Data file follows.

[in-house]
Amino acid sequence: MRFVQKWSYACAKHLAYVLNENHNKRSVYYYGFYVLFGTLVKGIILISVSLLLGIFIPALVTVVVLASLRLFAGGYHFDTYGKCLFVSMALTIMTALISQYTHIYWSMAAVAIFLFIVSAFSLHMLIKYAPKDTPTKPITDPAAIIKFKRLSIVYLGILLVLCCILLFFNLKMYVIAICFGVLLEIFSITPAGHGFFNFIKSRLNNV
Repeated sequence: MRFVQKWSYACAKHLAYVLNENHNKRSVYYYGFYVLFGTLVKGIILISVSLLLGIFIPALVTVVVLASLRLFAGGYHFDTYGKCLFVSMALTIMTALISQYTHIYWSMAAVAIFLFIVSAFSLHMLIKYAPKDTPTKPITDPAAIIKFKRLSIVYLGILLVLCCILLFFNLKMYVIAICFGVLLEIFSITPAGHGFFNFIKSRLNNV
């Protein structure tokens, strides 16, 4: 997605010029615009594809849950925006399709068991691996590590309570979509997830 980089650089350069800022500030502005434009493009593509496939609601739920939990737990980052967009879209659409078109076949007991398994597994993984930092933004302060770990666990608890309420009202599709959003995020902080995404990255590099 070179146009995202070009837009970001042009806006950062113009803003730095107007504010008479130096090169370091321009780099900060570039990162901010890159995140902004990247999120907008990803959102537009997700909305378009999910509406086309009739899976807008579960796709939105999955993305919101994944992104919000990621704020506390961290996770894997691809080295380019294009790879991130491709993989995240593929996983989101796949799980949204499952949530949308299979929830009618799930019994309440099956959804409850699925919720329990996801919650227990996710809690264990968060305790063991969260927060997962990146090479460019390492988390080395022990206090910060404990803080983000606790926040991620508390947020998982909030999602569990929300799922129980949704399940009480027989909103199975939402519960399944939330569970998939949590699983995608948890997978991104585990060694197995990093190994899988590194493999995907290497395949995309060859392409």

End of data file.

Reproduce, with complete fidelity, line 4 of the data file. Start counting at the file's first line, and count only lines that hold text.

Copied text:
């Protein structure tokens, strides 16, 4: 997605010029615009594809849950925006399709068991691996590590309570979509997830 980089650089350069800022500030502005434009493009593509496939609601739920939990737990980052967009879209659409078109076949007991398994597994993984930092933004302060770990666990608890309420009202599709959003995020902080995404990255590099 070179146009995202070009837009970001042009806006950062113009803003730095107007504010008479130096090169370091321009780099900060570039990162901010890159995140902004990247999120907008990803959102537009997700909305378009999910509406086309009739899976807008579960796709939105999955993305919101994944992104919000990621704020506390961290996770894997691809080295380019294009790879991130491709993989995240593929996983989101796949799980949204499952949530949308299979929830009618799930019994309440099956959804409850699925919720329990996801919650227990996710809690264990968060305790063991969260927060997962990146090479460019390492988390080395022990206090910060404990803080983000606790926040991620508390947020998982909030999602569990929300799922129980949704399940009480027989909103199975939402519960399944939330569970998939949590699983995608948890997978991104585990060694197995990093190994899988590194493999995907290497395949995309060859392409």